Friday, March 06, 2009

The Writing on the Wall for Secrecy Jurisdictions

This blogger has just returned from meetings in three of Europe's major capitals. The message from all three is plain and simple: the secrecy jurisdictions in and around Europe, and the banks and law firms who have colonised these places, must cease their trade.

In Germany, finance minister Peer Steinbr├╝ck proposes that the European Council of Ministers introduces a law to sanction secrecy jurisdictions that don't cooperate with tax information exchange.

In France, budget minister Eric Woerth has described secrecy jurisdictions as thieves, who have contributed to the financial market turmoil, undermined regulation, attracted fraudsters, and created a predatory tax environment that enables tax cheats to evade the laws of their countries of residence. Also in Paris, the Organisation for Economic Cooperation and Development is burning the midnight oil to prepare a new list of non-cooperating secrecy jurisdictions, which will be used as the basis for introducing clear and decisive sanctions against these fiddle factories.

And British prime minister Gordon Brown, addressing the US Congress in Washington, talked about "how much safer would everybody's savings be if the whole world finally came together to outlaw shadow banking systems and offshore tax havens".

Across the Atlantic, of course, Barack Obama and his treasury secretary Timothy Geithner, have made it quite clear that they will be using their legislative might to force secrecy jurisdictions to reveal the identities of the clients who use their facilities. Importantly, these measures will include requirements to bust open the secretive trusts and offshore companies that are the speciality of places like the Cayman Islands, "we are not a secrecy jurisdiction Jersey", and the Isle of Man.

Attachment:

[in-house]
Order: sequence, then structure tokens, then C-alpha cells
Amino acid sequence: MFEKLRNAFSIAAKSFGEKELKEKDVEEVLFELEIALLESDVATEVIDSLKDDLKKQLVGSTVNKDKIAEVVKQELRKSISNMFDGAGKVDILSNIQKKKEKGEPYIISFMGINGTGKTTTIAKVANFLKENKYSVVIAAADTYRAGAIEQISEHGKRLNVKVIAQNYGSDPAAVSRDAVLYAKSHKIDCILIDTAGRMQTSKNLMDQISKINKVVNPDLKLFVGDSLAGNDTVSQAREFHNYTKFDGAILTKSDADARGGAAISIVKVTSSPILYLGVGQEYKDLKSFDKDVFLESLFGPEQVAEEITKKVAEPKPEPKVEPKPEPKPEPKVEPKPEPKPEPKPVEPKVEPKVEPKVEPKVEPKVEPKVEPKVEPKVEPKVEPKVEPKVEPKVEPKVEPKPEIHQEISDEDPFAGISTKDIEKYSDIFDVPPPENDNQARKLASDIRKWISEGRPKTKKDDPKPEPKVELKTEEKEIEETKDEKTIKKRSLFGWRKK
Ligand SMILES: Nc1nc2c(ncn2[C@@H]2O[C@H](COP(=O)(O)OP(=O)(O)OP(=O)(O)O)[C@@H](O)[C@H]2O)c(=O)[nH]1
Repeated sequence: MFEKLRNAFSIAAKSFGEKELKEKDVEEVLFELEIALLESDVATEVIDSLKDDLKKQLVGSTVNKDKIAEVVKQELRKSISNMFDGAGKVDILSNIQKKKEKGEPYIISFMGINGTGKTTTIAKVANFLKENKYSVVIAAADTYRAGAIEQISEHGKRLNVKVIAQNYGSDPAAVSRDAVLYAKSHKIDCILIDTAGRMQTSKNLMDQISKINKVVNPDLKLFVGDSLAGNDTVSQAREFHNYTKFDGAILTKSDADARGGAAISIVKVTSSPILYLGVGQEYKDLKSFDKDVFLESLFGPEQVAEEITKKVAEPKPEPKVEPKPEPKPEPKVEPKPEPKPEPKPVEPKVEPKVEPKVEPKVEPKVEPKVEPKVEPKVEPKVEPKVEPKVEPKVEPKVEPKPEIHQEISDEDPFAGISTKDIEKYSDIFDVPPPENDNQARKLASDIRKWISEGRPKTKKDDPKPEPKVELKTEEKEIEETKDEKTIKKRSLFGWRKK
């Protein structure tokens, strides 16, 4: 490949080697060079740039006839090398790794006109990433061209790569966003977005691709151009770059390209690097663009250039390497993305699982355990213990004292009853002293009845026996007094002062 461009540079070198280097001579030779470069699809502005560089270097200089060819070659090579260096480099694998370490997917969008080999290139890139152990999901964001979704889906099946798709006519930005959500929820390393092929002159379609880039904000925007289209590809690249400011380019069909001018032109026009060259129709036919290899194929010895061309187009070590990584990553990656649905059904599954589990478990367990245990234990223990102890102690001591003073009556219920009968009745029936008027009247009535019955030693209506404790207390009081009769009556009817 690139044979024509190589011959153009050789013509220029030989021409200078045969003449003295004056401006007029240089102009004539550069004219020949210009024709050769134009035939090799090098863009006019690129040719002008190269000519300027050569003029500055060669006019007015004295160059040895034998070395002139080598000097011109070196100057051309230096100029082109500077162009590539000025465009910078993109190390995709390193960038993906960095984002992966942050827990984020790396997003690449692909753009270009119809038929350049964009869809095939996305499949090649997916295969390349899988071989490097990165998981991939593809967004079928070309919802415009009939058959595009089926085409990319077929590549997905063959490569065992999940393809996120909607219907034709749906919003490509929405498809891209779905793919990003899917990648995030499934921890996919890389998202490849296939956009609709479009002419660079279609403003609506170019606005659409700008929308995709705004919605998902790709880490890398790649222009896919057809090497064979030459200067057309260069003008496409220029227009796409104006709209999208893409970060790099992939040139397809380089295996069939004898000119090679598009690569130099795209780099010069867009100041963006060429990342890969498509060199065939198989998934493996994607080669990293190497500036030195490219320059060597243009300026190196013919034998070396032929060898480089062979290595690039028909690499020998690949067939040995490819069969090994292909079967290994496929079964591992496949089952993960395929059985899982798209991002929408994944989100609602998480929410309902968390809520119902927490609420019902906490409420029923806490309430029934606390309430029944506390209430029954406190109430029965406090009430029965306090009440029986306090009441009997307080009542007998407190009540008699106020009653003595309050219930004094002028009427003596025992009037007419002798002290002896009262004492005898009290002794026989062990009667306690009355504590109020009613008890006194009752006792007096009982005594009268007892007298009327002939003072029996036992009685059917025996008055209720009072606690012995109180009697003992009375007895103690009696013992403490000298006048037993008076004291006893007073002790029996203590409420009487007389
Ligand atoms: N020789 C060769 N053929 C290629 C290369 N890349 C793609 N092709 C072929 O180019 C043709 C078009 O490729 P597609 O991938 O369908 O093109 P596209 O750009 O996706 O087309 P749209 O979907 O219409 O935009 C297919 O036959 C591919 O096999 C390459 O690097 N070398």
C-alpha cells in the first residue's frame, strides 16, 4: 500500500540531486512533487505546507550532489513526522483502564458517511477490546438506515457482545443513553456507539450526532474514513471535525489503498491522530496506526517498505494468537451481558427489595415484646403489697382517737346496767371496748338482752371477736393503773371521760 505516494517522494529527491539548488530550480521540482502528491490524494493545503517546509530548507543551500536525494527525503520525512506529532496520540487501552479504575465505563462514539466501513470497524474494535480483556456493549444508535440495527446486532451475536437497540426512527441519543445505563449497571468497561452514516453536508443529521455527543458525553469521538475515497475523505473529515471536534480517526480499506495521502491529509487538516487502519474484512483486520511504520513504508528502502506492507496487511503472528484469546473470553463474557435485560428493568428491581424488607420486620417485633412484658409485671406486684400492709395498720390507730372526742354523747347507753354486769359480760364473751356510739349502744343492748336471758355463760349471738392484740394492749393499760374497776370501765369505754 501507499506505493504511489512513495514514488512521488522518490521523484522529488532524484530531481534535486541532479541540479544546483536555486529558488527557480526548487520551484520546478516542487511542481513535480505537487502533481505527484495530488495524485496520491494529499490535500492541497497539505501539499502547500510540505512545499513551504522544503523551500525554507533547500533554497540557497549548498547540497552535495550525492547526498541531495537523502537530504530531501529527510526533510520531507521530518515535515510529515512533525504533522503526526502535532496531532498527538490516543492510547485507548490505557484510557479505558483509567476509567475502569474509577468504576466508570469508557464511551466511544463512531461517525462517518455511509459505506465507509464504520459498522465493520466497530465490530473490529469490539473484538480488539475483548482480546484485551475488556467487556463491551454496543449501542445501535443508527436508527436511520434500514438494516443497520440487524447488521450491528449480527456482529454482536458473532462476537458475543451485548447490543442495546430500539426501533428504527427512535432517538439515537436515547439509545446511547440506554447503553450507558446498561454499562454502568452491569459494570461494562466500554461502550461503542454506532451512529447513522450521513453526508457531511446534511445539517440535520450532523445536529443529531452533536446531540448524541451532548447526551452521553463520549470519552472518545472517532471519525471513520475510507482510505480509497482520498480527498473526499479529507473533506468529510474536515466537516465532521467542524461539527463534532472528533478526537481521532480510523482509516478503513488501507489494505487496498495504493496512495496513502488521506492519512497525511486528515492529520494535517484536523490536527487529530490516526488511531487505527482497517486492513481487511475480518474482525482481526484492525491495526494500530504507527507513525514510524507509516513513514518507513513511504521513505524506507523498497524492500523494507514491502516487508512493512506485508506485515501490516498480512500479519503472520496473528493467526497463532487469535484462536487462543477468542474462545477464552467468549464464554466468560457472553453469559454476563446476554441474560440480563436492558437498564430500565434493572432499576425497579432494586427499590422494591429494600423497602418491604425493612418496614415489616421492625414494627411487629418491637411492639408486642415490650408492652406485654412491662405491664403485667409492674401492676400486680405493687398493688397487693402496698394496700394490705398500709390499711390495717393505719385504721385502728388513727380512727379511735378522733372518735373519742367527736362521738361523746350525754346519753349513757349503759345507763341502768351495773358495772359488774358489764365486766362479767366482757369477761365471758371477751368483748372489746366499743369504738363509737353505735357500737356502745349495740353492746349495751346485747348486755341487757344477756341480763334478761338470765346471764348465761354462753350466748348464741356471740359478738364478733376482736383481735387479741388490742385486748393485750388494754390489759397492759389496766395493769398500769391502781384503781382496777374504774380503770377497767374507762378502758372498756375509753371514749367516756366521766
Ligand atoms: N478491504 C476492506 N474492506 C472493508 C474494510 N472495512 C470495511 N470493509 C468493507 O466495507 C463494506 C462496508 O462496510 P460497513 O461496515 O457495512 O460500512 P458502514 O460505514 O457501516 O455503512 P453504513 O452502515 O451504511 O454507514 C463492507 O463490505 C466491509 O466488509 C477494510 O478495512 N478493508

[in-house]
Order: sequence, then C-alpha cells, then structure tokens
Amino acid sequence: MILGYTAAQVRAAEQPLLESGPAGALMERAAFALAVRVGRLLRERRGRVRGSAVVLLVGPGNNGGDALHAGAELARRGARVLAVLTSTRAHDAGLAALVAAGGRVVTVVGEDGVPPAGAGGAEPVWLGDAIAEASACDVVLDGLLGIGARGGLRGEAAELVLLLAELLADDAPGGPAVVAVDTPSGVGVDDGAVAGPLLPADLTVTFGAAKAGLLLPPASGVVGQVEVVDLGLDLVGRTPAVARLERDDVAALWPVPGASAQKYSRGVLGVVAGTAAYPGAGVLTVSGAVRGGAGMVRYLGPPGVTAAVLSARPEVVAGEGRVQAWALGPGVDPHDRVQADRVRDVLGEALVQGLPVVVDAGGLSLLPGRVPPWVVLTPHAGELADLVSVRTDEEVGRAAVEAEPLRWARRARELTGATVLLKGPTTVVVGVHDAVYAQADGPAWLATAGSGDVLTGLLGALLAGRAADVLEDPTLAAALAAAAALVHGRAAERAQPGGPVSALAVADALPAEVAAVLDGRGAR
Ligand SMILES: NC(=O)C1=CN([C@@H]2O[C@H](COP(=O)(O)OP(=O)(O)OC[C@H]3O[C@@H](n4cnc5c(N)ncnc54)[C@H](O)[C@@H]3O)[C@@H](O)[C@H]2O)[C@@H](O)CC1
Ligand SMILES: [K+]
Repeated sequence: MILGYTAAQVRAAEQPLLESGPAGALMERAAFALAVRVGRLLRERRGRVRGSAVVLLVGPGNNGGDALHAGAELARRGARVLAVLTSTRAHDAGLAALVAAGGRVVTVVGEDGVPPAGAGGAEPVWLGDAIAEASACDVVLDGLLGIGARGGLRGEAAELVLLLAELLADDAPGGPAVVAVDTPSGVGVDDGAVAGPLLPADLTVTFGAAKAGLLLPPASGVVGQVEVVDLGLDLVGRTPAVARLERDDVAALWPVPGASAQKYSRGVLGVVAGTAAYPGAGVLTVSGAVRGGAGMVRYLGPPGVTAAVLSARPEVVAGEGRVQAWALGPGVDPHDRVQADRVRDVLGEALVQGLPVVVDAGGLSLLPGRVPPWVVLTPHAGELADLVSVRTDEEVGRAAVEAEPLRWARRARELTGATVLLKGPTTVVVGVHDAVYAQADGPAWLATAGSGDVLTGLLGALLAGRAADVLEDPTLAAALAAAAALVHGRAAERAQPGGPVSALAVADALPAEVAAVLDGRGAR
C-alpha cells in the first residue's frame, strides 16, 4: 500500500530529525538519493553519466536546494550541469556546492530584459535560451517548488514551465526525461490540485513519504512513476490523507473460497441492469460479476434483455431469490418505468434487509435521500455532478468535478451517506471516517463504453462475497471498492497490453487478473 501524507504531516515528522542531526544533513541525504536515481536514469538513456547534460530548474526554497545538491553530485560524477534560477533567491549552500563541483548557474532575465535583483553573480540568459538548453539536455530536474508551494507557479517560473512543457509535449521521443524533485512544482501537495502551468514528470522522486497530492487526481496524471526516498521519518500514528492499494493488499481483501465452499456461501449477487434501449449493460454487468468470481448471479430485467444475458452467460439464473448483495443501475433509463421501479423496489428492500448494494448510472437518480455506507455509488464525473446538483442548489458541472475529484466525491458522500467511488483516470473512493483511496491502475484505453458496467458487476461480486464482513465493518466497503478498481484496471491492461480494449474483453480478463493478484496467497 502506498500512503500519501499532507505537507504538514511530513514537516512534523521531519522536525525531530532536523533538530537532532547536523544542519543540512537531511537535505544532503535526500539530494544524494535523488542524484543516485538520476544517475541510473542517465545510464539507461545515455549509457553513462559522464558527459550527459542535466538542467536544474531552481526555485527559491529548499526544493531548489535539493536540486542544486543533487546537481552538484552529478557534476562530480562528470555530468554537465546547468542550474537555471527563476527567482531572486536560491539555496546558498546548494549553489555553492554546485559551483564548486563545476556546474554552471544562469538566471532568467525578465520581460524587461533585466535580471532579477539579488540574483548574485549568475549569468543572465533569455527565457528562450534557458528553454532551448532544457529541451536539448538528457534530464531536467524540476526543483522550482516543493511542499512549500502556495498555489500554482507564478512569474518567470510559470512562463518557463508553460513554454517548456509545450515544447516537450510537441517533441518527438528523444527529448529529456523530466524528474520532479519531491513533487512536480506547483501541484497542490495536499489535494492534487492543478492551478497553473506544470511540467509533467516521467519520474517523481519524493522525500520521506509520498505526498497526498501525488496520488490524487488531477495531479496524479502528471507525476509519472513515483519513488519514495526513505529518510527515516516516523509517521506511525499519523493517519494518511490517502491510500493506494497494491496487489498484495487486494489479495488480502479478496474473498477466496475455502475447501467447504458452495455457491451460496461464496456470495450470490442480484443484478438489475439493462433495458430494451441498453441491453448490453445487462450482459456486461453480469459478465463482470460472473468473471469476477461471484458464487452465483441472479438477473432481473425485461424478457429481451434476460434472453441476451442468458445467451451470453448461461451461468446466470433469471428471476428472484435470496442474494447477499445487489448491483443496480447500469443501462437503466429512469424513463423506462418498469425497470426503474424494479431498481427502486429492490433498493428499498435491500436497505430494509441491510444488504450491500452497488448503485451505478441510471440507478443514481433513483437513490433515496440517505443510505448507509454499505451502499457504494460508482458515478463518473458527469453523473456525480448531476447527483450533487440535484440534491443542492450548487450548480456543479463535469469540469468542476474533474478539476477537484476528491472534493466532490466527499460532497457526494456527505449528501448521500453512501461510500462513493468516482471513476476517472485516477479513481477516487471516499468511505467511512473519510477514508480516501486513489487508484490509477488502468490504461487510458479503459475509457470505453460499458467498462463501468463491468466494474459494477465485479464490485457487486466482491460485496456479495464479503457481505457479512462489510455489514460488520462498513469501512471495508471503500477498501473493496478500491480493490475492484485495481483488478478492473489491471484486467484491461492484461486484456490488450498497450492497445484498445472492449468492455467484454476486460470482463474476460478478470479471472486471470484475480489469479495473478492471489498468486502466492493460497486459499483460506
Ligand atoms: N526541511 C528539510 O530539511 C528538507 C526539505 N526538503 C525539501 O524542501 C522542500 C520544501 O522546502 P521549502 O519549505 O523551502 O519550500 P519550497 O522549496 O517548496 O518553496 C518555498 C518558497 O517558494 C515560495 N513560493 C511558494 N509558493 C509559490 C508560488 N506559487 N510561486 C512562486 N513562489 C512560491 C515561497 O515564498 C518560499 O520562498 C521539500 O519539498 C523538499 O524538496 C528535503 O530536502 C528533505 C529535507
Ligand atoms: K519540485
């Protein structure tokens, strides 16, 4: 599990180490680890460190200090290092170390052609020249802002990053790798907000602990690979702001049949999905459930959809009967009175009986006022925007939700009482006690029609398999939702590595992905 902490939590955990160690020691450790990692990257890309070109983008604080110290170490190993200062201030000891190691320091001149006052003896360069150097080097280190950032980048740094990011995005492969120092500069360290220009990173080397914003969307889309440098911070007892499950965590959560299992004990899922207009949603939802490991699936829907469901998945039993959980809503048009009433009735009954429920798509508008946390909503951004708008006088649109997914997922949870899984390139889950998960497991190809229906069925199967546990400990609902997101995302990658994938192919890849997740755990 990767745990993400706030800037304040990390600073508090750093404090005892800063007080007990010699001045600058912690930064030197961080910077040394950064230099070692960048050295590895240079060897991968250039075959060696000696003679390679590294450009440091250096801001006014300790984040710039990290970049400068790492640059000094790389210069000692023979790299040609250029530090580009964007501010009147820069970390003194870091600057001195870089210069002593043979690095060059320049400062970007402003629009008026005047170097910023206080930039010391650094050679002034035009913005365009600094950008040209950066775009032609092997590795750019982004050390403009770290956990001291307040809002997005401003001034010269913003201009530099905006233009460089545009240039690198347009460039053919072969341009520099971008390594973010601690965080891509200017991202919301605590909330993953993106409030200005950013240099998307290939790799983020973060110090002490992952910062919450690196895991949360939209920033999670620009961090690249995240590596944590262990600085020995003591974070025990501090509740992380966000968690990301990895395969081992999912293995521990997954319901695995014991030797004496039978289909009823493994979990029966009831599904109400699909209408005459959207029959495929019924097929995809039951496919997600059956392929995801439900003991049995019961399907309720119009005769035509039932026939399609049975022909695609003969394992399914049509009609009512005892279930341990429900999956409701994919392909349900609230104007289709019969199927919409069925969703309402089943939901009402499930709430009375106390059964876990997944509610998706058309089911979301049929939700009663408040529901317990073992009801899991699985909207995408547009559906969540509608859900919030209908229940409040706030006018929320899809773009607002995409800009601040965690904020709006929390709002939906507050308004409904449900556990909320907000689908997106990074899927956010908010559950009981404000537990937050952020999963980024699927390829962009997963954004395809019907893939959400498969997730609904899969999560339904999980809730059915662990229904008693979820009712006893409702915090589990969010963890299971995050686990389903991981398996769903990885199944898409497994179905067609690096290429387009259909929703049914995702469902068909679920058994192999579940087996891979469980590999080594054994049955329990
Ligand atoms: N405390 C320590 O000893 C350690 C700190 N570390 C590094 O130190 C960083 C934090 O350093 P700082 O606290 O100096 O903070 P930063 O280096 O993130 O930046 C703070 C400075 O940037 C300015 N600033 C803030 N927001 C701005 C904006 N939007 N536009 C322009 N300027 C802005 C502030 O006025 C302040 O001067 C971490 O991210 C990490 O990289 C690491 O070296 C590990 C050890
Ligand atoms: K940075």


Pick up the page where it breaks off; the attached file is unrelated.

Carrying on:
By now it should be absolutely clear to even the most insular of these secrecy jurisdictions that the upcoming summit meeting of the G-20 will be addressing the issue of how to abolish the loopholes that these places exploit to earn their tawdry incomes. We, Tax Justice Network, will support steps in that direction, since we know that such steps will do more to alleviate global poverty and inequality than all the aid and debt relief programmes put together.

At the same time, however, we will be demanding that the legislative bar is set as high as possible to prevent any further legislative window dressing or abuse of lax regulation. We will also be setting the bar as high as possible on the blacklisting process, demanding that the mere existence of a few tax information exchange agreements with selected north American and European nations is not sufficent evidence of a willingness to cooperate to justify inclusion on the list. At the very least, we would expect evidence that the volume of information requests acceded to by the courts of these jurisdictions is listed in the hundreds every year rather than in single figures.

The message to the political leaders of these secrecy jurisdictions is clear: GAME OVER. Start work now on devising your plan B. And if you aren't capable to devising a plan B, shove off and let other more capable people take over.


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